Cycles and seasons are all around us. Spring turns to summer. Summer turns to fall and winter before returning to spring as the Earth rotates around the sun. The rotation of the moon about the earth affects the tides. And Monday continues to follow Sunday week in and week out.
Each season and each day of the week offers different opportunities and challenges. If life were a board game, it would be a rondel.
A rondel is a looping, one-way action-selection mechanic in some board games. The word shares a root with our English word “round,” which gives some clue to its shape. The classic rondel is a wheel or pie-shaped figure with action spaces arranged in a circle.
A rondel is usually shared by all players, and each player has a pawn on the circle. Players move their pawns around the rondel and perform the action indicated by the space where they stop.
Rondels prohibit players from taking the same action they took last round. In most rondels, there is a penalty to taking actions that are further along the path. Either taking a more distant action will cost the player more resources or it will allow opponents to take additional turns.
In some games, moving around the rondel represents the passage of time. Moving quickly will limit the number of actions available in the future or hasten the end of the game.
A rondel is different from worker placement mechanics. Worker placement games usually grant players multiple workers with which to take actions on each turn. And there is competition for those actions. On a rondel, taking an action usually does not prevent other players from taking the same action. And seldom does a player have more than one pawn in play.
Variations on the Rondel
Board game designers have implemented many variations on the rondel. Some of these variants are so innovative that they might not be recognized as rondels at first glance.
The classic rondel has six to ten spaces on it. But some rondels can be much longer. Alexander Pfister games Great Western Trail and Maracaibo could be considered rondels even though they don’t look like it. The paths do not look like little pies, but players do move along a looping action-selection path. That path just happens to be long, branching, and twisting rather than circular. But it does loop, bringing players back to the beginning once they reach Kansas City or Havana.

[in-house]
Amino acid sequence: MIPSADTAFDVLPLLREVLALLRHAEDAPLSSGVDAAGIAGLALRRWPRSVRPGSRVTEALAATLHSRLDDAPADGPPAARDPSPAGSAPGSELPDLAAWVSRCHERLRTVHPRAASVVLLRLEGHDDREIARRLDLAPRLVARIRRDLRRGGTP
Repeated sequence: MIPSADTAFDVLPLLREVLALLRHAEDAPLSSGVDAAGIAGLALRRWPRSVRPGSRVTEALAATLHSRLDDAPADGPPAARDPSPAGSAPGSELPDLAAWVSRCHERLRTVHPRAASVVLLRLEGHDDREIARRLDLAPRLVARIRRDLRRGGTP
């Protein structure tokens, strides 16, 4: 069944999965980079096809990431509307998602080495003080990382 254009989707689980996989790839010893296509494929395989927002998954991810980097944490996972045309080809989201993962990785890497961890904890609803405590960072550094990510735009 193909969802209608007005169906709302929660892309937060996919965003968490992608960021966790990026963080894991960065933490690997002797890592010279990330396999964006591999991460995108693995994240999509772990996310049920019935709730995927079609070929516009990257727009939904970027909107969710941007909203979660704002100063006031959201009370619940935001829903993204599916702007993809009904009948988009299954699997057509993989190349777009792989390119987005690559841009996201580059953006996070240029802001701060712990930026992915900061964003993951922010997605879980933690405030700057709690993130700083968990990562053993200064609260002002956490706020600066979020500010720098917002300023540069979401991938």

While a rondel is usually a mechanism to select actions, they are sometimes used more like a market. In Glen More II: Chronicles, players move their pawns around a circular path to choose tiles they can add to their clans. The last player on the circuit takes the next turn. If you move your pawn a long distance to take a particularly desirable tile, you might give your opponents multiple turns in a row. They will continue to take tiles until their pawns pass yours.
There are many variations on the rondel, but for the sake of this article, we are going to highlight games that implement the classic rondel. Here are some of the best examples of board games that use a looping one-way action selection mechanic—the rondel.
It’s impossible to talk about board games that use a rondel without mentioning German designer Mac Gerdts. Gerdts has designed several games that use the rondel including Antike, Navegador, and Hamburgum.
One of his most popular rondel games is Imperial. Players represent wealthy investors controlling the European imperial powers. Players build armies, buy bonds, and collect interest. The wealthiest player at the end of the game is the winner.
Actions are selected from one of the eight spaces on the rondel. A player can move his pawn one to three spaces to select from actions such as Production, Maneuver, Taxation, or Import. To move beyond three spaces, they must pay $2 Million per space.
This system ensures that a different action must be taken each turn. The actions available are limited. Taking actions in the right order is essential to a winning strategy.
Other Mac Gerdts games use the rondel in a similar manner. Navegador, set during the Portuguese age of exploration and colonization, uses actions such as Building buildings or ships, Sailing, or Workers.
For a modern version with similar gameplay, fast forward to the near future in Imperial 2030.